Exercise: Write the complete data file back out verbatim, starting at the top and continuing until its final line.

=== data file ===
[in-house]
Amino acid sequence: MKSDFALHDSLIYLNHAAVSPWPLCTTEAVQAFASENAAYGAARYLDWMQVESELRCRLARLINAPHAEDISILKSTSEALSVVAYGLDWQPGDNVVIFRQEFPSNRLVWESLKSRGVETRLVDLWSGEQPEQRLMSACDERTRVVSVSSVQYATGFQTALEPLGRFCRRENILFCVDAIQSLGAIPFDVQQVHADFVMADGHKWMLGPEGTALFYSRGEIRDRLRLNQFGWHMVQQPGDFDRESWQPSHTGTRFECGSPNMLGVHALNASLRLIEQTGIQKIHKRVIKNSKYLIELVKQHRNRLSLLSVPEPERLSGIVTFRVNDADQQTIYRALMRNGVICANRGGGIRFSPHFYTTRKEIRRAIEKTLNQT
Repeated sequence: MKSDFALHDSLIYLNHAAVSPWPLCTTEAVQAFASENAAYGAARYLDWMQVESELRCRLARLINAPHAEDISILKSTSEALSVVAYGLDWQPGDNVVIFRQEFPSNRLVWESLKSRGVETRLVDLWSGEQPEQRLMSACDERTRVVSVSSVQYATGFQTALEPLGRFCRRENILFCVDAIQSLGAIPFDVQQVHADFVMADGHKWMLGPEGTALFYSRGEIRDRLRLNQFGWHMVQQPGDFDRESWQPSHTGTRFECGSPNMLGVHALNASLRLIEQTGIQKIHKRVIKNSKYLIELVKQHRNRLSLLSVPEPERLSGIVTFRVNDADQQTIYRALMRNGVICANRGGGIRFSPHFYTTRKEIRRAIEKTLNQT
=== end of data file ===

[in-house]
Amino acid sequence: MKSDFALHDSLIYLNHAAVSPWPLCTTEAVQAFASENAAYGAARYLDWMQVESELRCRLARLINAPHAEDISILKSTSEALSVVAYGLDWQPGDNVVIFRQEFPSNRLVWESLKSRGVETRLVDLWSGEQPEQRLMSACDERTRVVSVSSVQYATGFQTALEPLGRFCRRENILFCVDAIQSLGAIPFDVQQVHADFVMADGHKWMLGPEGTALFYSRGEIRDRLRLNQFGWHMVQQPGDFDRESWQPSHTGTRFECGSPNMLGVHALNASLRLIEQTGIQKIHKRVIKNSKYLIELVKQHRNRLSLLSVPEPERLSGIVTFRVNDADQQTIYRALMRNGVICANRGGGIRFSPHFYTTRKEIRRAIEKTLNQT
Repeated sequence: MKSDFALHDSLIYLNHAAVSPWPLCTTEAVQAFASENAAYGAARYLDWMQVESELRCRLARLINAPHAEDISILKSTSEALSVVAYGLDWQPGDNVVIFRQEFPSNRLVWESLKSRGVETRLVDLWSGEQPEQRLMSACDERTRVVSVSSVQYATGFQTALEPLGRFCRRENILFCVDAIQSLGAIPFDVQQVHADFVMADGHKWMLGPEGTALFYSRGEIRDRLRLNQFGWHMVQQPGDFDRESWQPSHTGTRFECGSPNMLGVHALNASLRLIEQTGIQKIHKRVIKNSKYLIELVKQHRNRLSLLSVPEPERLSGIVTFRVNDADQQTIYRALMRNGVICANRGGGIRFSPHFYTTRKEIRRAIEKTLNQT